Showing posts with label scavenger hunts. Show all posts
Showing posts with label scavenger hunts. Show all posts

Friday, July 17, 2020

An Update to an Old Web Quest Assignment

I've been doing a lot of reading this summer. Some of the books that I've been reading this summer are books that I've read in the past but am revisiting because I've always found that I pick up new things the second or third time through. Two of those books that I've revisited this summer are Invent to Learn by Sylvia Libow Martinez and Gary Stager and Empowering Online Learning by Curtis Bonk and Ke Zhang. The combination has sparked some new ideas (perhaps re-ignited) for me about how to structure prompts for students.

Early in Empowering Online Learning Bonk and Zhang write about conducting a web quest or online scavenger hunt activity. They were writing in 2007/2008 when web quests were still a relatively new activity to many teachers who were trying to help students develop search skills. The example that Bonk and Zhang gave was essentially a list of questions for students to answer with the help of a search engine.

As I re-read the web quest activity outlined by Bonk and Zhang I remembered Stager's refrain of "a good prompt is worth a thousand words." Combining those two elements I came up with an update to an old search lesson activity that I used to do with some of my high school students.

The old search activity that I used to do with students was to have them pick a popular stock from the NYSE or NASDAQ and then find and evaluate buy/ sell/ hold articles they found about those stocks. The updated version of that lesson is to have students look up ten data points (for example: volume, short interest, cash flow, EPS) about a stock like AAPL (Apple) and then research ten ways that a professional analyst would use those data points to create a buy/ sell/ hold rating.

Monday, June 11, 2018

Free Alternative to GooseChase

This morning I received the following email from a reader who wants to create a digital scavenger hunt for an upcoming conference.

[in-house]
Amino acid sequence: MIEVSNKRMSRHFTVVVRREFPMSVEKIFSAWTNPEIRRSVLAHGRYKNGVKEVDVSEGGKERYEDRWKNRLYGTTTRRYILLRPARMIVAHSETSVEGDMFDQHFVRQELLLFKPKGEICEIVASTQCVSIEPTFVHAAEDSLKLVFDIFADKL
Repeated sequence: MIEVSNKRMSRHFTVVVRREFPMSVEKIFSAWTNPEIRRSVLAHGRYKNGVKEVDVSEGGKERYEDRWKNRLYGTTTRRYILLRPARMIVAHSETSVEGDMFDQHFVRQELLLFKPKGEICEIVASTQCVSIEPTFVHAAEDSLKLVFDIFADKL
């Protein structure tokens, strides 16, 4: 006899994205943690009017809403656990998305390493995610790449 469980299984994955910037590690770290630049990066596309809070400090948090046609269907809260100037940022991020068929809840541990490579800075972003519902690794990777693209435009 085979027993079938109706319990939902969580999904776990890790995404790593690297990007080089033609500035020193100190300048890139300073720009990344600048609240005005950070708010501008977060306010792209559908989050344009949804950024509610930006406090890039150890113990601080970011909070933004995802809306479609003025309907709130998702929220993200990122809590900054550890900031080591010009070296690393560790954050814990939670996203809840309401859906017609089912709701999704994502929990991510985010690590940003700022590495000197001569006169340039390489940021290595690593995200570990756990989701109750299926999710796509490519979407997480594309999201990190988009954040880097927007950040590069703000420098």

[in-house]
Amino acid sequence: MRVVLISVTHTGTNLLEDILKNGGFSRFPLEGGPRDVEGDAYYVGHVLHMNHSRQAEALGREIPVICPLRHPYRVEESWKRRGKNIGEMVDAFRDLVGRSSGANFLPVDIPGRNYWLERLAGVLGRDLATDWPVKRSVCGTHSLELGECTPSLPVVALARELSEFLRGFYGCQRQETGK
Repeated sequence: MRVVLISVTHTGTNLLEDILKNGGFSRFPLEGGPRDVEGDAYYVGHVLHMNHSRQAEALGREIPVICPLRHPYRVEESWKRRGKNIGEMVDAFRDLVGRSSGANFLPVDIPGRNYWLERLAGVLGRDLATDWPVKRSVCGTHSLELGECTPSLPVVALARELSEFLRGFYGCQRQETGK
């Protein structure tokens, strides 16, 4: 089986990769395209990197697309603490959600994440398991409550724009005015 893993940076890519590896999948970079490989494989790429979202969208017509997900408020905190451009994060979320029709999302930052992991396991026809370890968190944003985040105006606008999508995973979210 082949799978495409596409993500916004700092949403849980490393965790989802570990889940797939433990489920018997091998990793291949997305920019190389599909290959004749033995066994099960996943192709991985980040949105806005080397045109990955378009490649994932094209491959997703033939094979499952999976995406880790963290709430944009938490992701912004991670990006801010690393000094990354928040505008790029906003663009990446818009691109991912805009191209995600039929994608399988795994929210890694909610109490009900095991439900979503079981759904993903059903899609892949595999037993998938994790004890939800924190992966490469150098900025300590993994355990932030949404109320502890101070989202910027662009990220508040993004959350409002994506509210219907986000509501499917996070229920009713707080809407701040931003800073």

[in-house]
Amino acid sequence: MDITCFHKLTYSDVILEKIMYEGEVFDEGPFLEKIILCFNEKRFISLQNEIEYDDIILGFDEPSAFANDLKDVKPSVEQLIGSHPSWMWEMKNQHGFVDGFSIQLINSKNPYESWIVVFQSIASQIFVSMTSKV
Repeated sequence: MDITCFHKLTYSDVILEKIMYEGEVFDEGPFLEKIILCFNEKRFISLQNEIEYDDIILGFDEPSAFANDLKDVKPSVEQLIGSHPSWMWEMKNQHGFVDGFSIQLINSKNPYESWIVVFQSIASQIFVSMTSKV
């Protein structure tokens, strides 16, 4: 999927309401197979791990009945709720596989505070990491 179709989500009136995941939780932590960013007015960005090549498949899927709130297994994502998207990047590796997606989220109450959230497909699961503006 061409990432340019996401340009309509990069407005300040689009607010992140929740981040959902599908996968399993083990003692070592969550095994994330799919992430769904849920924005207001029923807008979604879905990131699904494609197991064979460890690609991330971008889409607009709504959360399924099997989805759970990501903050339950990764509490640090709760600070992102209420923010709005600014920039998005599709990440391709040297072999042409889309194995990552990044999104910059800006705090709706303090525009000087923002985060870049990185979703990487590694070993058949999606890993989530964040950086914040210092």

"GooseChase has the features that I want but would cost $200. That is a tough sell for a game no matter how great I think it would be. This activity is not only a way to encourage teachers to make connections, it has clear application to the classroom. But, like I said, $200.... Do you have another idea?"
My response was to take a look at what Metaverse can do. I've often described Metaverse as a DIY platform for making educational versions of games like Pokemon Go. Through the Metaverse Studio anyone can program an augmented reality app without having any prior coding or programming knowledge. You can create scavenger hunts that are based on locations. You can also create augmented reality games that are location-independent.


You can even use Metaverse to create digital breakout games.

Monday, October 16, 2017

QR Code Generators and Readers for Chromebooks

Last week a teacher contacted me to see if it was possible to read QR codes with a Chromebook. I had never tried this myself, but I figured it was possible so I did some digging and found some reader apps for Chromebooks.

After I tried these out I can say it is definitely easier to read QR codes with tablets or phones. I found it a little awkward to line up the QR code sometimes, but these readers still worked on my Chromebook.

  • Web QR- The website allows you to both create QR codes and scan them. 
  • QR Code Generator- This website allows you to create and scan QR codes as well as create videos using your webcam, screencast, and merge PDF files. 
  • Scan QR app- Simple app that will scan a QR code. 
  • QuickQR Code- Create and scan QR codes.

If you are looking for additional ways to create QR codes, check out Five Ways to Create and Use QR Codes in Your Classroom.

Applications for Education